NEW YORK (Reuters) - The dollar fell against the safe-haven Japanese yen on Friday as dismal U.S. manufacturing data fuelled worries about the wider economy, and Treasury bond yields signalled growing fears of a recession.
The dollar, however, rose against the euro as a much weaker-than-expected German manufacturing survey raised concerns that Europe’s powerhouse economy may be slowing.
On Friday, the spread between 3-month Treasury bills and 10-year note yields inverted for the first time since 2007 after U.S. PMI manufacturing data missed estimates. This inversion of the yield curve is widely seen as a leading indicator of recession.
“You have to take it seriously that it is a signal for slowing growth or a potential recession in the next 12 to 18 months. This is what the Fed looks at closely,” said Sean Simko, head of global fixed income management at SEI Investments Co in Oaks, Pennsylvania.
The dollar was 0.66 percent lower against the yen at 110.07, a nearly six-week high for the Japanese currency.
“The recovery (in the yen) is not on the strength of the Japanese economy, it’s more about safe-haven flows,” said Alfonso Esparza, senior currency analyst at OANDA in Toronto.
Japan is the world’s biggest creditor nation, and its currency benefits when Japanese investors repatriate funds in times of financial or geopolitical stress.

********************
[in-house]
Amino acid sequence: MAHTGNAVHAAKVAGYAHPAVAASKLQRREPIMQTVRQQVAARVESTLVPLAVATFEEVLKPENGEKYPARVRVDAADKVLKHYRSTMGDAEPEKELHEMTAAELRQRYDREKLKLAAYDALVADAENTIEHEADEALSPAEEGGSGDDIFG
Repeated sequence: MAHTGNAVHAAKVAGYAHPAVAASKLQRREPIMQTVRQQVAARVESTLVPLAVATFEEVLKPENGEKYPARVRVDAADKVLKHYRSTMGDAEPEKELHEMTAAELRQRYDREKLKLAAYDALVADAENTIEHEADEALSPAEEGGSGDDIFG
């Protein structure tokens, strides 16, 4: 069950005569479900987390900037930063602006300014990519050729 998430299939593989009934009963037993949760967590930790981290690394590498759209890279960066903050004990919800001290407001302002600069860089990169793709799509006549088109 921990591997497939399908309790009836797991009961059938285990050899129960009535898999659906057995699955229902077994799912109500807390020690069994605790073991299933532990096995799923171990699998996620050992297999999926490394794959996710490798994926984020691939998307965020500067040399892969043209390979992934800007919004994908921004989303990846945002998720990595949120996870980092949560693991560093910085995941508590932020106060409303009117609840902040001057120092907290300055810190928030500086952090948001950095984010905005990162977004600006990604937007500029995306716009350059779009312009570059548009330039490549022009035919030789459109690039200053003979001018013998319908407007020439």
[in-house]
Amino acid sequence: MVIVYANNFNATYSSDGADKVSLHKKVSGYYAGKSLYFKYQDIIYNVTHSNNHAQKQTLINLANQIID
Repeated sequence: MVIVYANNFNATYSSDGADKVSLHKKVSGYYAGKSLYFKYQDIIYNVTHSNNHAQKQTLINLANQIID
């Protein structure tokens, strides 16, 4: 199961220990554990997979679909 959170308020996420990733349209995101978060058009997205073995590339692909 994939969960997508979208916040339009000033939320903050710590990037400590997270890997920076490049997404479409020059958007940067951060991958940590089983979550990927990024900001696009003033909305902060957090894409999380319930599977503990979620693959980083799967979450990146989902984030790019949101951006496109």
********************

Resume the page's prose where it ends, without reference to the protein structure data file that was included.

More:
The dollar, which came under pressure after the Federal Reserve surprised investors on Wednesday by abandoning all plans to raise interest rates this year, found some relief from a weaker euro.
“March’s flash PMIs add to evidence that GDP growth was subdued in the three largest advanced economies in Q1, with Germany continuing to take the brunt of the global manufacturing slowdown,” Simon MacAdam, global economist as Capital Economics, wrote in a note.
The euro was 0.69 percent lower against the greenback.
“It helps to reinforce the idea that we are looking at a more meaningful and more widespread slowdown than markets had anticipated a few months ago,” said Karl Schamotta, director of foreign exchange strategy and structured products at Cambridge Global Payments.
“What we are seeing is sort of a recognition that the Fed is reacting to deeper risks in the global economy,” he said.
The British pound, weighed down by fears Britain could exit the European Union on March 29 without a deal in place, recovered overnight when EU leaders gave Prime Minister Theresa May a two-week reprieve to decide how Britain would leave.
The pound was 0.74 percent higher against the dollar.
The Canadian dollar weakened to an 11-day low against its U.S. counterpart as data supported the view of a slowing Canadian economy.
Reporting by Saqib Iqbal Ahmed; additional reporting by Richard Leong; Editing by David Gregorio, Richard Chang and Jonathan Oatis
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